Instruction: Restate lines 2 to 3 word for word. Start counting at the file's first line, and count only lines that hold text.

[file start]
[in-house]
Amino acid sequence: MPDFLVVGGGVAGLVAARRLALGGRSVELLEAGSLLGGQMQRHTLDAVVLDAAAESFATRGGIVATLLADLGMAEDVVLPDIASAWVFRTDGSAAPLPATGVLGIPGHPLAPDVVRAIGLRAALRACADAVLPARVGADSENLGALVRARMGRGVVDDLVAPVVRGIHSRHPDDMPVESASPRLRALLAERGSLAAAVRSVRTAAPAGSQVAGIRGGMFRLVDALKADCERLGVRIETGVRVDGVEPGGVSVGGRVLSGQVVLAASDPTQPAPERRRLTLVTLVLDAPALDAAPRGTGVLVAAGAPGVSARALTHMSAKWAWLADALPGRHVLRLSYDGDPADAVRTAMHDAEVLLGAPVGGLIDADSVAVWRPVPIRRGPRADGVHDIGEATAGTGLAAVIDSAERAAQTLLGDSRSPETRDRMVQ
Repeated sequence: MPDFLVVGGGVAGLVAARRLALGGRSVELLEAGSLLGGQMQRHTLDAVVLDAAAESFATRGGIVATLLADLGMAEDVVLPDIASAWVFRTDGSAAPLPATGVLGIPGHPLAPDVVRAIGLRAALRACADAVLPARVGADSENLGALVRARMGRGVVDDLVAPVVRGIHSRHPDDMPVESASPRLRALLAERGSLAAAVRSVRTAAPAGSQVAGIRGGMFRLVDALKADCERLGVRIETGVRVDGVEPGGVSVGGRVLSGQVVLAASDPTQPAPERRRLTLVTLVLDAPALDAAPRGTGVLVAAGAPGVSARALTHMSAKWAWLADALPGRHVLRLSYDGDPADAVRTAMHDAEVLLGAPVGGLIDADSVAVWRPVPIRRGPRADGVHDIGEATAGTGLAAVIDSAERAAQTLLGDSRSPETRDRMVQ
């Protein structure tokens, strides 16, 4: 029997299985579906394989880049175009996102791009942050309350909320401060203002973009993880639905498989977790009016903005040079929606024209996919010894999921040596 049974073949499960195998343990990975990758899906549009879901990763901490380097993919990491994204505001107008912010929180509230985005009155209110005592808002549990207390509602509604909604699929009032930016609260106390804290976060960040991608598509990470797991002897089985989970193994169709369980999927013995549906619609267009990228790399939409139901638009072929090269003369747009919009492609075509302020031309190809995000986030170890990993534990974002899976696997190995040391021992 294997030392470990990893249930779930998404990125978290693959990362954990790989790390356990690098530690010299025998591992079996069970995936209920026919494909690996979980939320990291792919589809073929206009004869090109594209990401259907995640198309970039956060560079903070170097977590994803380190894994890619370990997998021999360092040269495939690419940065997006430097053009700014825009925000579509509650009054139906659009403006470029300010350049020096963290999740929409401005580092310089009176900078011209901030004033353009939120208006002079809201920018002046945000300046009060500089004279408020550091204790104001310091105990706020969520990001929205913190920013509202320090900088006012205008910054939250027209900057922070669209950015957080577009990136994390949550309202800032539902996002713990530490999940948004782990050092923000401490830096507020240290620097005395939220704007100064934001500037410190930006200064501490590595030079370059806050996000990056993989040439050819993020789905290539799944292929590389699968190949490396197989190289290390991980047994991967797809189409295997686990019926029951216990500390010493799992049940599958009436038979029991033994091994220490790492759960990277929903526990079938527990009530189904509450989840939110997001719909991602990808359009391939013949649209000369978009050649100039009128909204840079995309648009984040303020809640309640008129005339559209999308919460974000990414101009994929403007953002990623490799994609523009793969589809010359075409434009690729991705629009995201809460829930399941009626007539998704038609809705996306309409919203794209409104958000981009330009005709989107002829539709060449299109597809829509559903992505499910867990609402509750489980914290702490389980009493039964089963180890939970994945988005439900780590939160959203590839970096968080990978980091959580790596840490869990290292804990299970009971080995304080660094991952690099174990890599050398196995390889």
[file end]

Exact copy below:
Amino acid sequence: MPDFLVVGGGVAGLVAARRLALGGRSVELLEAGSLLGGQMQRHTLDAVVLDAAAESFATRGGIVATLLADLGMAEDVVLPDIASAWVFRTDGSAAPLPATGVLGIPGHPLAPDVVRAIGLRAALRACADAVLPARVGADSENLGALVRARMGRGVVDDLVAPVVRGIHSRHPDDMPVESASPRLRALLAERGSLAAAVRSVRTAAPAGSQVAGIRGGMFRLVDALKADCERLGVRIETGVRVDGVEPGGVSVGGRVLSGQVVLAASDPTQPAPERRRLTLVTLVLDAPALDAAPRGTGVLVAAGAPGVSARALTHMSAKWAWLADALPGRHVLRLSYDGDPADAVRTAMHDAEVLLGAPVGGLIDADSVAVWRPVPIRRGPRADGVHDIGEATAGTGLAAVIDSAERAAQTLLGDSRSPETRDRMVQ
Repeated sequence: MPDFLVVGGGVAGLVAARRLALGGRSVELLEAGSLLGGQMQRHTLDAVVLDAAAESFATRGGIVATLLADLGMAEDVVLPDIASAWVFRTDGSAAPLPATGVLGIPGHPLAPDVVRAIGLRAALRACADAVLPARVGADSENLGALVRARMGRGVVDDLVAPVVRGIHSRHPDDMPVESASPRLRALLAERGSLAAAVRSVRTAAPAGSQVAGIRGGMFRLVDALKADCERLGVRIETGVRVDGVEPGGVSVGGRVLSGQVVLAASDPTQPAPERRRLTLVTLVLDAPALDAAPRGTGVLVAAGAPGVSARALTHMSAKWAWLADALPGRHVLRLSYDGDPADAVRTAMHDAEVLLGAPVGGLIDADSVAVWRPVPIRRGPRADGVHDIGEATAGTGLAAVIDSAERAAQTLLGDSRSPETRDRMVQ